2012 #1 - Sharing On The Internet
After a hiatus of about a year, the IT Skeptic's newsletter The Skeptical Informer is back again in a new format: a (roughly) weekly letter on one topic, either topical or mined from the IT skeptic's archives.
In this, the first newsletter in the new format, let's look at sharing on the internet.
The internet is supposedly the mechanism that provides limitless knowledge for free from the community to the community. Let's see how that is working out for ITSM.
There are a number of forums where people put in a lot of thankless unpaid work on a regular basis to help and advise others, for example on the itSMF's forum.
The most talked about example right now is of course Back2ITSM, whose discussion forum can be found on Facebook (which makes if devilish hard to search for discussions).
The original idea of BACK2ITSM was that practitioners could share material of value that they created. Having created my own public domain contribution, Tipu (service improvement methodology), I can tell you that there is quite a lot of work in packaging even the simplest thing up for public consumption. I can also tell you that people want "the answer in a pill": they don't have the time any more to think about anything, to deconstruct it and analyse it and then synthesise a solution for their own use. BACK2ITSM seems to me to be grinding to a halt: it is becoming just another chat forum.
I absolutely believe those who say the internet is destroying people's capacity for deep thought (e.g. see Nicholas Carr's book The Shallows. Except I bet almost none of you read books any more).
Attention spans are trending towards zero seconds. Intellectual laziness has reached such a level that some can't be bothered googling the answer any more and want to be spoon-fed everything.
If so many people cant be bothered to reason out their own answers or even to go find the raw materials for reasoning, very few of those who still have the power of thought are willing to pander to them with the answers. I take my hat off to those who keep answering the same basic questions over and over again, often by referring to the last time it was answered on the same site, a 5-second google away.
Forums, LinkedIn, Quora, BACK2ITSM.... each community hub starts with a hiss and a roar then slowly collapses under the weight of the banality, drivel, and petty squabbles of the great unwashed masses.
The next level up in commitment, to curate information and shape it into something useful, is even less attractive. Everyone drones on about Wikipedia, but it only works for subjects with a huge audience, and even then the data comes from a small number of people passionate and lunatic enough to work on it. The Wikipedia entries for ITSM and ITIL are rubbish, and sometimes captive of commercial interests pimping their own products.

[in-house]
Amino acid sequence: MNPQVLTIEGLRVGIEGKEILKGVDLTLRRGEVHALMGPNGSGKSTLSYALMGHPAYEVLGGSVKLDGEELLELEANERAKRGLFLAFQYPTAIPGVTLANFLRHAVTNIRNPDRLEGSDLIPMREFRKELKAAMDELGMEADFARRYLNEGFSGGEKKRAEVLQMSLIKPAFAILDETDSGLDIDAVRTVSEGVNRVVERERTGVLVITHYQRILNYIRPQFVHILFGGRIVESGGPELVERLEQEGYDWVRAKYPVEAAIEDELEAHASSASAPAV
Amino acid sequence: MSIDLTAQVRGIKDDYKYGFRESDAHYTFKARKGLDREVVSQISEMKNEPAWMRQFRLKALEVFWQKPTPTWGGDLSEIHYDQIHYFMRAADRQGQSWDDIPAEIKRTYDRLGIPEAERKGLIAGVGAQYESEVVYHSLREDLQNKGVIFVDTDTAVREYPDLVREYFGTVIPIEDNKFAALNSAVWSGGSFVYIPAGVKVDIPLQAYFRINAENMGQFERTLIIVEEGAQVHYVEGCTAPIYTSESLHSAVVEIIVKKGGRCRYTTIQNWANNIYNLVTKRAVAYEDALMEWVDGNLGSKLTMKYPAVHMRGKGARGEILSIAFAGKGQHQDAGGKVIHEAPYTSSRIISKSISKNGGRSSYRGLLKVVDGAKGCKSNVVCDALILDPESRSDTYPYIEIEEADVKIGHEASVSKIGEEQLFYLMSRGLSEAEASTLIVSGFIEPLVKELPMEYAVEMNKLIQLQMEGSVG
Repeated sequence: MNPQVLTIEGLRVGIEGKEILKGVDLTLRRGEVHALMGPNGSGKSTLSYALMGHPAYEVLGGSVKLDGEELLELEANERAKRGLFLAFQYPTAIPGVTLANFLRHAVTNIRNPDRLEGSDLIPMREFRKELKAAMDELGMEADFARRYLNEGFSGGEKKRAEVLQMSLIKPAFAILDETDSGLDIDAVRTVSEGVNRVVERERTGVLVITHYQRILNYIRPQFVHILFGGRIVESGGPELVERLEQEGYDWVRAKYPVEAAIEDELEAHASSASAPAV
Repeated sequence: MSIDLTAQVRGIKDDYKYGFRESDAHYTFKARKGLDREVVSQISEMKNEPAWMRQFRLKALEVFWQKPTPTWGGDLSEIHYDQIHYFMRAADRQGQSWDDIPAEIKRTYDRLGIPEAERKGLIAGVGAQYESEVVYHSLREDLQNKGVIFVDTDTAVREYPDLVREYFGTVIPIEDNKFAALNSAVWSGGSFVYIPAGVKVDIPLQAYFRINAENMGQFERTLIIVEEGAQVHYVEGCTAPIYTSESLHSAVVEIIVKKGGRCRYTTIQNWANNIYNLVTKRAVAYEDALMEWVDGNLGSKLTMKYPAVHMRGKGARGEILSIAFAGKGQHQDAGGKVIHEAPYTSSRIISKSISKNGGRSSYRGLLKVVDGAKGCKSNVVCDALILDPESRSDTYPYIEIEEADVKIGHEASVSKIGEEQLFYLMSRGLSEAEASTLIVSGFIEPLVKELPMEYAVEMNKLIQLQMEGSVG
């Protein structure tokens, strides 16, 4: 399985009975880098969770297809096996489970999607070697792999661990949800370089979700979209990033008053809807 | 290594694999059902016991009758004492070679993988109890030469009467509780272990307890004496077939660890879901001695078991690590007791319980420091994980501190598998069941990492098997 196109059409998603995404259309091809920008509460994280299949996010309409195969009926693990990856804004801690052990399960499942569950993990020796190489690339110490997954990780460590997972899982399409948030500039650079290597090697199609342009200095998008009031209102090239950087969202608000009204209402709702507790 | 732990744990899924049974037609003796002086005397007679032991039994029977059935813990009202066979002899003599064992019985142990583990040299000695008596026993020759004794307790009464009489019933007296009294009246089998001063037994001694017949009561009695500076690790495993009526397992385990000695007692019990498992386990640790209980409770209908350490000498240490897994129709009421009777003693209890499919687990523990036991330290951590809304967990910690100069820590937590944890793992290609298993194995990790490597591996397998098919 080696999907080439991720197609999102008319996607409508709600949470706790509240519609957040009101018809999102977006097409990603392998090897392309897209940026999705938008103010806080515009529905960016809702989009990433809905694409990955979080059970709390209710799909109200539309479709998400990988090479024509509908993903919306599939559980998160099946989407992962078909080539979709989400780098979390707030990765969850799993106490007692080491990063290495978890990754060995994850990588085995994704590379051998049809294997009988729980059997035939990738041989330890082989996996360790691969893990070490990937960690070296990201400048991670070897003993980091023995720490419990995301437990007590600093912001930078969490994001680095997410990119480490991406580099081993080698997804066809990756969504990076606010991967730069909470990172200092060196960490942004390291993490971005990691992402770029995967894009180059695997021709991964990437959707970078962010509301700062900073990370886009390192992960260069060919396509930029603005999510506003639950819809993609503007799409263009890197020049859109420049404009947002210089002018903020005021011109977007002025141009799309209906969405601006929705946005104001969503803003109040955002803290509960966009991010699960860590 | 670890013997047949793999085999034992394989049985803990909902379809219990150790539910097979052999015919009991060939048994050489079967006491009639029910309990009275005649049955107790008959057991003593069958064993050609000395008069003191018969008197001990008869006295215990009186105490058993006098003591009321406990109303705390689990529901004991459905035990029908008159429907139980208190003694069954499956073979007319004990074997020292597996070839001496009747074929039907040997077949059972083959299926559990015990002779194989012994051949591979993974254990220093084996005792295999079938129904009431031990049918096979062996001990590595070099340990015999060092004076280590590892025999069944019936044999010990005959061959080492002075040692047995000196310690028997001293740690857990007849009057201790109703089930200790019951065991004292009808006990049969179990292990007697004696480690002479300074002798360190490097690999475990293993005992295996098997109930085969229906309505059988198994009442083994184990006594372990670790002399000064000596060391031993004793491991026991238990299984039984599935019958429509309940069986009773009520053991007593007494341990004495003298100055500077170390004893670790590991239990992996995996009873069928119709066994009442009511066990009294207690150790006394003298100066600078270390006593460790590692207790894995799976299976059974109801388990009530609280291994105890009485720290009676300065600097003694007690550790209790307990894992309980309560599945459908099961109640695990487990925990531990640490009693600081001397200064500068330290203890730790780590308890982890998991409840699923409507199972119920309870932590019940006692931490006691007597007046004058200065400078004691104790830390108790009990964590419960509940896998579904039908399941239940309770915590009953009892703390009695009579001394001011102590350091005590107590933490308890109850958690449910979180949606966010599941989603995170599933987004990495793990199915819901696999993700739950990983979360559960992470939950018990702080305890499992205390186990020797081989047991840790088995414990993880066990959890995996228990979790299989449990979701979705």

There is a long trail of dead ITSM wikis and similar websites, and BACK2ITSM's site looks to be adding itself to the pile. This doesn't reflect badly on the guys who tried so hard to get BACK2ITSM in the air. On the contrary it was a grand effort. But the reality is that people don't join such a movement. They sit back and wait for the small committed core to hand them the results on a plate. [Update: see an unofficial Back2ITSM page here: http://www.back2itsm.org/ with a list of resources - very useful... for now]
Just like curating the work of others is thankless, those who have created something of value will hesitate to cast pearls before swine. As I said above, it takes a lot of work to package something originally intended for your own use, in order to make it useful in a wide range of contexts and sufficiently documented that others can modify and use it.
Those of us who have tried know that you will only generate an ongoing workload supporting the result, and that the reaction from 95% of those who look at it will be precisely nothing: having the IP, the artifact, is one tiny step on the journey to actually getting a result from it. Most people don't have the time or energy.
Over 50 people have had a beta copy of Tipu for months. The number of Tipu projects (outside my own) is exactly none. I have now suspended my own efforts on generalising Tipu (including writing a handbook) until others put in. I now use it solely for my consulting practice.
The only way to get a solid body of knowledge and to sustain it over time is to fund it, either (a) as a public good i.e. with government money (e.g. ISO, early ITIL) or (b) make it a commercial offering that is at least self-funding (e.g. COBIT, current ITIL).
So then we strike the issue that, along with intellectual laziness, the internet also promulgates an utter contempt for the value of intellectual property. We can talk about that another time.
There is lots of touchy-feely talk about sharing on the internet, the wisdom of the crowd, the creative commons etc. The reality is it doesn't work due to simple human laziness (and greed, which we'll also talk about later).